San Antonio Spurs: Becky Hammon should take Gregg Popovich’s place in Orlando
By Dylan Carter
When taking the health and safety risk into account, the San Antonio Spurs should have assistant Becky Hammon take Gregg Popovich’s place in July.
The unfortunate reality of the situation our world faces in the middle of 2020 is that things aren’t what we thought they might be just a few months ago. Everyone had some sort of plan for how this year would look but given the severity of the COVID-19 outbreak, the world has been forced to adjust their expectations. The same can be said of the San Antonio Spurs and in turn, head coach Gregg Popovich.
It’s well known that age is a major component in determining a person’s risk to coronavirus exposure and Popovich turned 71 at the end of January. Even with the assumption that the league will resume in quarantine at Walt Disney World in Orlando, FL, that’s still too much of a risk.
Granted, Coach Pop can make that decision for himself, and if he decides that he wants to coach then who’s going to stop him? However, it’s a big risk to take, even if the league is taking as much precaution as it possibly can. I propose that Pop hands over the reins to assistant coach Becky Hammon, making her the first woman to assume the role of head coach in NBA history.
Hammon is 28 years younger than Pop and remains the most likely assistant coach on the team to eventually assume that head coaching position. While Tim Duncan has an incredible track record as a player-coach and leader for this Spurs organization, he’s only spent three-quarters of a season on the sideline in this position. The same can be said of assistant Will Hardy, who was only just promoted to his current positions after years as a video coordinator for the silver and black.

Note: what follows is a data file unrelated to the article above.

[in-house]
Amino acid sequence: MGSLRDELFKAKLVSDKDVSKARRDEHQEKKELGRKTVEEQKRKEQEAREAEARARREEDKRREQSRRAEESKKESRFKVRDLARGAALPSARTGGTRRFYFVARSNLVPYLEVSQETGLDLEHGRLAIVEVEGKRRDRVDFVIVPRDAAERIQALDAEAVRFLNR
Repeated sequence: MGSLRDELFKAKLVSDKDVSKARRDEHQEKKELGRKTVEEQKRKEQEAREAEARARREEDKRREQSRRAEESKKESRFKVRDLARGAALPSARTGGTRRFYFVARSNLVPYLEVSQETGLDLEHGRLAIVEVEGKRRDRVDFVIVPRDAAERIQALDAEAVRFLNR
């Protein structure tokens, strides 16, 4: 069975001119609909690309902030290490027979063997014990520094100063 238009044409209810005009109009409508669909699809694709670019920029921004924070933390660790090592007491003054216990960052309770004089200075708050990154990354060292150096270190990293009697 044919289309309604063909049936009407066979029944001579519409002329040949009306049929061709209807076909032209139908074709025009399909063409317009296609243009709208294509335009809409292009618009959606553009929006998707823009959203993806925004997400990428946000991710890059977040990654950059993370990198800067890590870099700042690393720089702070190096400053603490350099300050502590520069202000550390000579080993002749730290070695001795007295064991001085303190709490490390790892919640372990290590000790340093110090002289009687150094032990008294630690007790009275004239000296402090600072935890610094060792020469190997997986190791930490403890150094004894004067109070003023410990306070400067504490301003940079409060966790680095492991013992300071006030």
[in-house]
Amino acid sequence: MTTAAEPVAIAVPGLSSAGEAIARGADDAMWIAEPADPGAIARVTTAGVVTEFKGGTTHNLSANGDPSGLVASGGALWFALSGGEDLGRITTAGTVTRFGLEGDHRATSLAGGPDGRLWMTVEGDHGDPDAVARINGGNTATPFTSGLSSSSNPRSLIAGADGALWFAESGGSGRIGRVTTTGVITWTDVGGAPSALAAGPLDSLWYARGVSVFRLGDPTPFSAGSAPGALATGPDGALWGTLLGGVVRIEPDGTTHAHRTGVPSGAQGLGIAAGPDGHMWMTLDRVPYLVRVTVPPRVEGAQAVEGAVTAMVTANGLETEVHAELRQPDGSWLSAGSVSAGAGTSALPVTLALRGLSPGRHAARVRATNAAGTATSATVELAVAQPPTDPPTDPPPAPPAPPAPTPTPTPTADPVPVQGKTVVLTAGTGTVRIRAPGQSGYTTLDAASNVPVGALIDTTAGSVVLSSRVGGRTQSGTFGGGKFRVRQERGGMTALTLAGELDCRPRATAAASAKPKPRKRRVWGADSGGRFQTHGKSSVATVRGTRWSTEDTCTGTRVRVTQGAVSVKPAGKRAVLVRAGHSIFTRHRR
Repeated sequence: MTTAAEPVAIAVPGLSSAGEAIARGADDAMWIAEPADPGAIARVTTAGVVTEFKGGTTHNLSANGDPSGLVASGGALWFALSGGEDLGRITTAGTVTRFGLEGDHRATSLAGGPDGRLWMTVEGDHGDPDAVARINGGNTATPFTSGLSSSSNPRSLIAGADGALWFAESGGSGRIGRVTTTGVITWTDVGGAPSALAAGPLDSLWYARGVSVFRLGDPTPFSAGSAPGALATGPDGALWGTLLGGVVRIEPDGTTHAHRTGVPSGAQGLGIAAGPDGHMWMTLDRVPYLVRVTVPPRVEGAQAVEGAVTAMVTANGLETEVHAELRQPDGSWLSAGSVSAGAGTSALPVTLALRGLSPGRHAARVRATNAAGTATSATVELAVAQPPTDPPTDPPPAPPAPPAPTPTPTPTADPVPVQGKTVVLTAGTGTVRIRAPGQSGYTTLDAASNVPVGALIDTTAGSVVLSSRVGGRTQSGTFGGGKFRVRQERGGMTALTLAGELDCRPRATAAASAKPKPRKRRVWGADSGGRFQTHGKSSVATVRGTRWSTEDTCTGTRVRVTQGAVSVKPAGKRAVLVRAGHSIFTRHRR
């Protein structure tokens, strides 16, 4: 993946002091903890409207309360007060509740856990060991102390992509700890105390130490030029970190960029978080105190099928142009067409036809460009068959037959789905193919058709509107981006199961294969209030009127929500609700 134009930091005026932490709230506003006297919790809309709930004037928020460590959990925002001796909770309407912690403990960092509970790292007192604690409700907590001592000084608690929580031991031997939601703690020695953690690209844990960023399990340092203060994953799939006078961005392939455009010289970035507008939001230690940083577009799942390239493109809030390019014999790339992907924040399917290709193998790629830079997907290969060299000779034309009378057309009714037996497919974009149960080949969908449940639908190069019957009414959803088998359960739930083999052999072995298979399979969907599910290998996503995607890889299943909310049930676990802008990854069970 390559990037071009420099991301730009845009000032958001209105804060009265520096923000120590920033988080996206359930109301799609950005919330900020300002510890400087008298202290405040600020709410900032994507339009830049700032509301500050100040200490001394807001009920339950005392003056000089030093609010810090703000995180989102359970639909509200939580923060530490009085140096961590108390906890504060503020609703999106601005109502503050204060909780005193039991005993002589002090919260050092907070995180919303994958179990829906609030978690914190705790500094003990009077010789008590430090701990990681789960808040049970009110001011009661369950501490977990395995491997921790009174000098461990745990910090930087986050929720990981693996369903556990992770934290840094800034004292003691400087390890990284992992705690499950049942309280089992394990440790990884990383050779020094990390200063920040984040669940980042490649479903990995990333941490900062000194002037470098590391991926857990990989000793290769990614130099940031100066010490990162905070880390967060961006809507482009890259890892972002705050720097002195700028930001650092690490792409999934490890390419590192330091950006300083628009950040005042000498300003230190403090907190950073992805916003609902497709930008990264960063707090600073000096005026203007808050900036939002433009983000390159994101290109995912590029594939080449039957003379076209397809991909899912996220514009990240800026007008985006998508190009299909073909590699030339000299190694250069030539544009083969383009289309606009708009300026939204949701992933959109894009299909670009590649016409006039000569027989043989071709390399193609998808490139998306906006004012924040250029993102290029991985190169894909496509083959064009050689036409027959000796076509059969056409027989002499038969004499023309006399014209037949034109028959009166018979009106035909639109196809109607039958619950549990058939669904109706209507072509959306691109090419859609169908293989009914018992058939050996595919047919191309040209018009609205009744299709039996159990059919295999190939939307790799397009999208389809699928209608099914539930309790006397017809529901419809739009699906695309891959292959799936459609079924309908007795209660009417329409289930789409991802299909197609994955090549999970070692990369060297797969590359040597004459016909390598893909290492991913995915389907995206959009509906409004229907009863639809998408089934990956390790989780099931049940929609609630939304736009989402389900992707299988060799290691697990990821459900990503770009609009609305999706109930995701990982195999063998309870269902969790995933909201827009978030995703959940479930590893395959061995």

Though no formal plan about his next steps has been set in place, at least as far as the public knows, Popovich is nearing retirement as he continues aging and the team takes a new direction. Having Hammon step in as the head coach during these games would be a fun way to get her feet wet as the person most likely to assume Pop’s role when he hangs it up.
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More so than anything, this is about preserving the health and safety of Popovich in these trying times. Prioritizing basketball over health and safety isn’t something the league is going to be interested in and considering the Spurs’ family values, they’ll likely want to put Pop’s safety first as well.
Given the array of technological advantages that we have in the modern era, Popovich can still effectively coach his team in many senses. All it takes is a Zoom call for the assistants and players to pick the head coach’s brain and most of the big-time business decisions can run through him without having him located in Orlando.
For as strenuous as these times may be, there’s going to be a lot of opportunities to come of it once the curve is flattened. For the NBA, it’ll provide a chance at trying new things and letting people who wouldn’t normally get chances at new positions try them out.
Putting Becky in the driver’s seat will give her a chance to prove herself as Popovich’s successor while maintaining the health and safety of the man responsible for the Spurs’ dynasty.